Google Scholar. Google Inc., 1600 Amphitheatre Parkway, Mountain View, CA 94043; 650.253.0000; fax, 650.253.0001; http://scholar.google .com; free Website.
Nothing quite prepared the library world for the introduction of Google Scholar in November 2004. In mere weeks, Google's astonishing brand recognition and promotional machine propelled Google Scholar into the public's consciousness. Librarians-particularly medical and science librarians-have been talking and writing about it ever since. Who would have thought that a research database could create such a buzz?
What exactly is Google Scholar? The parent company has been typically coy with explanatory information on the product since its launch. Even now, much remains unknown about its source content, indexing, or relevance algorithms.
Google Scholar is a subset of the larger Google search index, consisting of full-text journal articles, technical reports, preprints, theses, books, and other documents, including selected Web pages that are deemed to be "scholarly." Although Google Scholar covers a great range of topical areas, it appears to be strongest in the sciences, particularly medicine, and secondarily in the social sciences. The company claims to have full-text content from all major publishers except Elsevier and the American Chemical Society, as well as hosting services such as Highwire and Ingenta.
Much of Google Scholar's index derives from a crawl of full-text journal content provided by both commercial and open source publishers. Specialized bibliographic databases like OCLC's Open WorldCat and the National Library of Medicine's PubMed are also crawled. Since 2003, Google has entered into numerous individual agreements with publishers to index full-text content not otherwise accessible via the open Web. Although Google does not divulge the number or names of publishers that have entered into crawling or indexing agreements with the company, it is easy to see why publishers would be eager to boost their content's visibility through a powerhouse like Google.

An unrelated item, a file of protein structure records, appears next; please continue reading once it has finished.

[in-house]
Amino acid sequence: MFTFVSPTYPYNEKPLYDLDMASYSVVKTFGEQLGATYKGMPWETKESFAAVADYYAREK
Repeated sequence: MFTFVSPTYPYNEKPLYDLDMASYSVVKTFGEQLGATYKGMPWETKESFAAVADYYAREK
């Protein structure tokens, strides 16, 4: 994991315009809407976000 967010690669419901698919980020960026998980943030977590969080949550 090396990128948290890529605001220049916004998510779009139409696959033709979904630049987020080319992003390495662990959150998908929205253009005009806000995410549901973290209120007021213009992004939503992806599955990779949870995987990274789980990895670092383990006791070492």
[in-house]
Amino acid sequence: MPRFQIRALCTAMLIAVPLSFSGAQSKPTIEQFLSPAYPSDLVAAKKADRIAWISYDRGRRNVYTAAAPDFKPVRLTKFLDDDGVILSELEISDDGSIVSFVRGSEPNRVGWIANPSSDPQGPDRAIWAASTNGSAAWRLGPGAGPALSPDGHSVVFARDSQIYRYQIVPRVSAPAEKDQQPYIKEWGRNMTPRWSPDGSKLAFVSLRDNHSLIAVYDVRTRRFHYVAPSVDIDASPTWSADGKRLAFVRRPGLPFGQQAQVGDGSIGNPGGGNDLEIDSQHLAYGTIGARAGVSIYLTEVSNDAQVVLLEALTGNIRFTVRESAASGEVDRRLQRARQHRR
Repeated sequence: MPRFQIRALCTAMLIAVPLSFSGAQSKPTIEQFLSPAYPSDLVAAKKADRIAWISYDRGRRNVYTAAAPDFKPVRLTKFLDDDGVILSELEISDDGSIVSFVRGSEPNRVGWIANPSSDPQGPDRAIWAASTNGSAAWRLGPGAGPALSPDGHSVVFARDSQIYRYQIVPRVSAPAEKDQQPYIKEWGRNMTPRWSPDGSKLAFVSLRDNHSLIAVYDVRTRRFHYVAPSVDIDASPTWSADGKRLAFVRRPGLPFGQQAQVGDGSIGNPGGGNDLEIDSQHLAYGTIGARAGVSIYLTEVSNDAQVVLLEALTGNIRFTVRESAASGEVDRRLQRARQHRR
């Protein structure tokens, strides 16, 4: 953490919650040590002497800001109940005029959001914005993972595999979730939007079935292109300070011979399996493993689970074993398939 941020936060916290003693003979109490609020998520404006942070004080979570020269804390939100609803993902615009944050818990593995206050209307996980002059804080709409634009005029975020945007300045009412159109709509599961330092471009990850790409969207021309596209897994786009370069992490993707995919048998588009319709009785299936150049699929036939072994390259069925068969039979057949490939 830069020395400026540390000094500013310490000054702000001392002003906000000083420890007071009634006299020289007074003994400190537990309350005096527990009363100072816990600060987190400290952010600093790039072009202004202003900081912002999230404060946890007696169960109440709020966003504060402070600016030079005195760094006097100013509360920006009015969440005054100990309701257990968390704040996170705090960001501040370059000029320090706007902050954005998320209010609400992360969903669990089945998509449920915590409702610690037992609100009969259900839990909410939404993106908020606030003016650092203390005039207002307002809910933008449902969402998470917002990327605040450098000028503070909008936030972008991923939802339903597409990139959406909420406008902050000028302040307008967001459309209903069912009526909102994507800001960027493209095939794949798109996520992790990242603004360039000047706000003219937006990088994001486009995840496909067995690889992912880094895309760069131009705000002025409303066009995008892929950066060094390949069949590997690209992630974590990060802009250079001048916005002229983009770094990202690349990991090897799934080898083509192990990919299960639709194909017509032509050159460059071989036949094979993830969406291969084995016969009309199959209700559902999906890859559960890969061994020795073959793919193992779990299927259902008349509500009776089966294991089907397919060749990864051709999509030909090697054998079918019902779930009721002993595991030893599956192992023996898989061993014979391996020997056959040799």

Like the larger Google search engine index, Google Scholar is fast and easy to search. It retrieves document or page matches based on the keywords searched and then organizes the results using a closely guarded relevance algorithm. Because so much of the content of Google Scholar's index comes from licensed commercial journal content, most users will discover that clicking on a link in Google Scholar's search results may reveal only an abstract-not full text-accompanied by a pay-per-view option. Institutions can configure Open-URL link resolvers, such as SFX, to authenticate users to provide access to full-text content that is available through institutional subscriptions.
The inadequacies of Google Scholar have already been well documented in reviews [1,2]. These reviews focused on three major weaknesses of the tool: lack of sufficient advanced search features, lack of transparency of the database content, and uneven coverage of the database. Henderson's review of Google Scholar demonstrated its significant limitations for clinician use . Tests conducted by Jacso showed that Google Scholar typically crawled only a subset of the full available content of individual journals or databases . In February 2005, Vine discovered that Google Scholar was almost a full year behind indexing PubMed records and concluded that "no serious researcher interested in current medical information or practice excellence should rely on Google Scholar for up to date information" .
With a simple, basic search interface and only minimal advanced search features, Google Scholar lacks almost every important feature of MEDLINE. It does not map to Medical Subject Headings (MeSH); does not permit nested Boolean searching; lacks essential features like explosions, subheadings, or publication-type limits; and offers searchers no ability to benefit from the extraordinary …